The Three Musketeers 3D (2011)

Prepare to swash your buckles, or whatever dashing matinee idols do these days. Directed by Resident Evil’s (2002) Paul W S Anderson, and starring Ray Stevenson, Luke Evans and Matthew Macfadyen, The Three Musketeers 3D gives France’s most famous rogues a CGI makeover.

Power hungry Cardinal Richelieu (Christopher Waltz), with the help of the deadly double agent Milady De Winter (Milla Jovovich) and villainous Duke of Buckingham (Orlando Bloom), is out to steal the French throne, endangering the stability of peace in Europe. So it is time for King Louis (Freddie Fox) to call upon his trusted Musketeers Porthos (Stevenson), Aramis (Evans) and Athos (Macfadyen), along with new addition to their ranks D’Artagnan (Logan Lerman), to defeat the encroaching evil. However they had not counted upon Buckingham’s deadly new weapon which literally rains death from above, putting everyone’s life in danger.




It may lack the panache of Douglas Fairbanks’ 1921 version, and the wit of George MacDonald Fraser’s script and forbidding presence of Christopher Lee from 1973’s interpretation, but this aside the latest big screen adaption of Alexander Dumas’ period adventure holds up reasonably well.




Stevenson, Evans and Macfadyen, along with Lerman as the eager young pup D’Artagnan, give sterling performances as Dumas’ literary ruffians, whilst Bloom lends Buckingham an oily sneer worthy of Basil Rathbone. But it’s Jovovich’s Milady which is the marvel. Icy in demeanour as well as beauty, double crossing anyone who stands in her way, it’s easy to forget the leggy Jovovich (whose said legs you see plenty of at one point), has been acting for twenty five years. She is totally bewitching – more than can be said for most supermodels who have attempted the big screen transition (remember Cindy Crawford in Fair Game (1995)?).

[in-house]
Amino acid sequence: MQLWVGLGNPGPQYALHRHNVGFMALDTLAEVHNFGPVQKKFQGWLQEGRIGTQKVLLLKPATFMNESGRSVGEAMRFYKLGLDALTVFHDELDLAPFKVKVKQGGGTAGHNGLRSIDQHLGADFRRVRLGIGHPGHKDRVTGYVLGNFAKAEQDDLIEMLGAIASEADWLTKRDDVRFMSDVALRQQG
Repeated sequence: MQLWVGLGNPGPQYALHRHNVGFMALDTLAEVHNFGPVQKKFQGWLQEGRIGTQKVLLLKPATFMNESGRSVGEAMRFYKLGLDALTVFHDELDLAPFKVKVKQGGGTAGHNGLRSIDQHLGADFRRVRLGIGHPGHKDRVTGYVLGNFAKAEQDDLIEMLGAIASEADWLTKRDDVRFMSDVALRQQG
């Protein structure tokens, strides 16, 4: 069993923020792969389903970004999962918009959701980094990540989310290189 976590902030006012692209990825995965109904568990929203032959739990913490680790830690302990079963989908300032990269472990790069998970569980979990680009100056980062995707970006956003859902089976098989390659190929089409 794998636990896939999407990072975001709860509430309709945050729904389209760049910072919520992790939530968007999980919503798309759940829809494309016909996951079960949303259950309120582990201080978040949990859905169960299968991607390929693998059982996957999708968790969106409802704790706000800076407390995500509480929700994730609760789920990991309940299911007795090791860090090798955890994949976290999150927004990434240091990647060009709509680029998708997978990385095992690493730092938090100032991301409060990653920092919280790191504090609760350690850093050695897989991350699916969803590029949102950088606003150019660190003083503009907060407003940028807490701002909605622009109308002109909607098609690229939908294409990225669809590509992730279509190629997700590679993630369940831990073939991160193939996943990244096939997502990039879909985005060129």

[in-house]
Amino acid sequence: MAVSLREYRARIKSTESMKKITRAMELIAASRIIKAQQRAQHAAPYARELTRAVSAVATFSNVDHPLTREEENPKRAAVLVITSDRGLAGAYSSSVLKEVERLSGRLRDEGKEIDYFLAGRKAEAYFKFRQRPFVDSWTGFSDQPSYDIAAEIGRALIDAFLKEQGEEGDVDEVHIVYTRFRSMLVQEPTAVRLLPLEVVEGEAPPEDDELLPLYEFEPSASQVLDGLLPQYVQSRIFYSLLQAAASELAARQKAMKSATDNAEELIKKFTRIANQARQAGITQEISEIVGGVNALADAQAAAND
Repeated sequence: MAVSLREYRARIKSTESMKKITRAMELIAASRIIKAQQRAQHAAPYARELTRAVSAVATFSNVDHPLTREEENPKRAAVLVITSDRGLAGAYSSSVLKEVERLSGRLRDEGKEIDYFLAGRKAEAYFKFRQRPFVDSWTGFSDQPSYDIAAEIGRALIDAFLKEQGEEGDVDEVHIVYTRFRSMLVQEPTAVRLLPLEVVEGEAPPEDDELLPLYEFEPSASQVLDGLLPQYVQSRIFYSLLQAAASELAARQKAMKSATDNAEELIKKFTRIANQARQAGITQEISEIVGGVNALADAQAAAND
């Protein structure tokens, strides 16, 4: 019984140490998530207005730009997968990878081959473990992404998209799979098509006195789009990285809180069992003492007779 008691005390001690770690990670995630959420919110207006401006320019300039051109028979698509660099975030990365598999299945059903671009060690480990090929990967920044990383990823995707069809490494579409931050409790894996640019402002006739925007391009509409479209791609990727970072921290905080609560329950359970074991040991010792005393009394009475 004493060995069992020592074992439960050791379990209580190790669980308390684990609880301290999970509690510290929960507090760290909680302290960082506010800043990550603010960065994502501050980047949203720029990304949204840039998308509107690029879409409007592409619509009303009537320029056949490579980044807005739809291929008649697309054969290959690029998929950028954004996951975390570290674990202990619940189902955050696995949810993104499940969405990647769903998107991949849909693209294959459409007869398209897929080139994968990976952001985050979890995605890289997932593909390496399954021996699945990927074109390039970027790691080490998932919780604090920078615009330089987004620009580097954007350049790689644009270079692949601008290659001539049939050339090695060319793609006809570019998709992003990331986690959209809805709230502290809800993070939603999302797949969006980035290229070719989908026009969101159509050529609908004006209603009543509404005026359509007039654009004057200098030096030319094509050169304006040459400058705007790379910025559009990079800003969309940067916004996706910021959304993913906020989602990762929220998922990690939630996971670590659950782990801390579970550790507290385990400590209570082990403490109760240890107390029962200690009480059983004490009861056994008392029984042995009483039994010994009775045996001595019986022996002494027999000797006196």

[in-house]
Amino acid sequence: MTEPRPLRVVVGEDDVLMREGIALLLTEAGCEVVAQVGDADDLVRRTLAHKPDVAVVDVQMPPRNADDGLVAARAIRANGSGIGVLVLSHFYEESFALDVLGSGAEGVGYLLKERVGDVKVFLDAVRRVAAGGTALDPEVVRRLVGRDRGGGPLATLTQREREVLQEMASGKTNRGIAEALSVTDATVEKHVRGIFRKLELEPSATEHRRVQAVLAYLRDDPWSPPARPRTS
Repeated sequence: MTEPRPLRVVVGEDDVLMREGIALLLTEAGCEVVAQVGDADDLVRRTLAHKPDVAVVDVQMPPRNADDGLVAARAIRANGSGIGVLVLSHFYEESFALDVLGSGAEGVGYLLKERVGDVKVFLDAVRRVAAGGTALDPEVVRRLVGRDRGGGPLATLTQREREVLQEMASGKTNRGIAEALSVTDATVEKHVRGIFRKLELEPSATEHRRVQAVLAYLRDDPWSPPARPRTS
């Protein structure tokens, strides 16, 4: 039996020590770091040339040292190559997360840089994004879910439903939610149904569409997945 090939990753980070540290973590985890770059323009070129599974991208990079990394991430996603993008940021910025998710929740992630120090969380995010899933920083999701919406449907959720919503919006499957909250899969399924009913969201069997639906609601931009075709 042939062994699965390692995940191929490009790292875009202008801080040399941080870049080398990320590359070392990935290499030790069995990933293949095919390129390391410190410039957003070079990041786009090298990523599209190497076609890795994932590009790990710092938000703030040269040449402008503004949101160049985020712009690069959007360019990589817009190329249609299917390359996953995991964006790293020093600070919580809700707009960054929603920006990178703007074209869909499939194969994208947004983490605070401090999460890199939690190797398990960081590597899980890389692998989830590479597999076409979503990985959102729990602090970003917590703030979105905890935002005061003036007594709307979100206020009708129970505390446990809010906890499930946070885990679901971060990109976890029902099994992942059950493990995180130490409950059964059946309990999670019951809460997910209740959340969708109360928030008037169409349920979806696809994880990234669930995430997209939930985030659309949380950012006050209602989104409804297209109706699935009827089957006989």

The film’s big ‘3D’ selling point though, may prove a two edged sword. The concept lends itself perfectly to a story which requires sword fights and energetic cavorting in equal measure. It also adds sumptuous depth to the interiors of Louis’ palace (the Furstbischoflche Residenz in the Bavarian city of Wurzburg, which masquerades as Versailles) and the surrounding countryside. But using ‘3D’ in the title gives the impression the producers were stuck for a selling point, ‘this stories been done to death – let’s make it 3D!’, and leaves the thorny problem of what to do for a sequel.

Despite this, and the fact the finale feels like ‘End of Part One’, The Three Musketeers 3D is a fun romp reminiscent of Hollywood’s Golden Age. Let’s hope they don’t do a Pirates of the Caribbean, and spoil it with over familiarisation.

Cleaver Patterson

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